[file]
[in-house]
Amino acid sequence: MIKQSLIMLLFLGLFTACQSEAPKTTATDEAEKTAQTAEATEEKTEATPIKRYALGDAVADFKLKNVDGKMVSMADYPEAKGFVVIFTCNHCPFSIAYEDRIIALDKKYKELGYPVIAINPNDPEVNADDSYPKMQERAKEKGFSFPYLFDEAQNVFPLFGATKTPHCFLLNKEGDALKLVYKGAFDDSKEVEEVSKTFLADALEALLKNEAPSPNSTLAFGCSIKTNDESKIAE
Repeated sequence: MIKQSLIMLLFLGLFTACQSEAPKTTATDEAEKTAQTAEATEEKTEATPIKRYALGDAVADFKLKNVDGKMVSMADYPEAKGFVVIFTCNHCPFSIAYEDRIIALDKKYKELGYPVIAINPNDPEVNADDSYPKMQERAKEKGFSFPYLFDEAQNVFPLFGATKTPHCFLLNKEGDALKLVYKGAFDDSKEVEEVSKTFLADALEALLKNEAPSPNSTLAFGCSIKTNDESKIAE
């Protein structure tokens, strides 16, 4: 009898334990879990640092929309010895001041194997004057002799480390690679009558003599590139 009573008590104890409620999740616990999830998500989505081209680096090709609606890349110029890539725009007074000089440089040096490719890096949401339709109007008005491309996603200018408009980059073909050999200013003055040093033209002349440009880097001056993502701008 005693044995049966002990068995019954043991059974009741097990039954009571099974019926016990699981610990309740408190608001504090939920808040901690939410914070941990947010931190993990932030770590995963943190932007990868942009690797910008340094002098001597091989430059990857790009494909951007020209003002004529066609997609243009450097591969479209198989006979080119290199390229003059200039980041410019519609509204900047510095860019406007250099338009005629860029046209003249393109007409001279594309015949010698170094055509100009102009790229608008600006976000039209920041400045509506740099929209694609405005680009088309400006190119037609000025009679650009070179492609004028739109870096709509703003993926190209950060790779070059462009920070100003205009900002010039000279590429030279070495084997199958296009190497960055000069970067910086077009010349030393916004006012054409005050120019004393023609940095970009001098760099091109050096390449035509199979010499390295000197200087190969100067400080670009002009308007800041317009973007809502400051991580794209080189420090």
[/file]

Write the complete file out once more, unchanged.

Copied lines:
[in-house]
Amino acid sequence: MIKQSLIMLLFLGLFTACQSEAPKTTATDEAEKTAQTAEATEEKTEATPIKRYALGDAVADFKLKNVDGKMVSMADYPEAKGFVVIFTCNHCPFSIAYEDRIIALDKKYKELGYPVIAINPNDPEVNADDSYPKMQERAKEKGFSFPYLFDEAQNVFPLFGATKTPHCFLLNKEGDALKLVYKGAFDDSKEVEEVSKTFLADALEALLKNEAPSPNSTLAFGCSIKTNDESKIAE
Repeated sequence: MIKQSLIMLLFLGLFTACQSEAPKTTATDEAEKTAQTAEATEEKTEATPIKRYALGDAVADFKLKNVDGKMVSMADYPEAKGFVVIFTCNHCPFSIAYEDRIIALDKKYKELGYPVIAINPNDPEVNADDSYPKMQERAKEKGFSFPYLFDEAQNVFPLFGATKTPHCFLLNKEGDALKLVYKGAFDDSKEVEEVSKTFLADALEALLKNEAPSPNSTLAFGCSIKTNDESKIAE
């Protein structure tokens, strides 16, 4: 009898334990879990640092929309010895001041194997004057002799480390690679009558003599590139 009573008590104890409620999740616990999830998500989505081209680096090709609606890349110029890539725009007074000089440089040096490719890096949401339709109007008005491309996603200018408009980059073909050999200013003055040093033209002349440009880097001056993502701008 005693044995049966002990068995019954043991059974009741097990039954009571099974019926016990699981610990309740408190608001504090939920808040901690939410914070941990947010931190993990932030770590995963943190932007990868942009690797910008340094002098001597091989430059990857790009494909951007020209003002004529066609997609243009450097591969479209198989006979080119290199390229003059200039980041410019519609509204900047510095860019406007250099338009005629860029046209003249393109007409001279594309015949010698170094055509100009102009790229608008600006976000039209920041400045509506740099929209694609405005680009088309400006190119037609000025009679650009070179492609004028739109870096709509703003993926190209950060790779070059462009920070100003205009900002010039000279590429030279070495084997199958296009190497960055000069970067910086077009010349030393916004006012054409005050120019004393023609940095970009001098760099091109050096390449035509199979010499390295000197200087190969100067400080670009002009308007800041317009973007809502400051991580794209080189420090």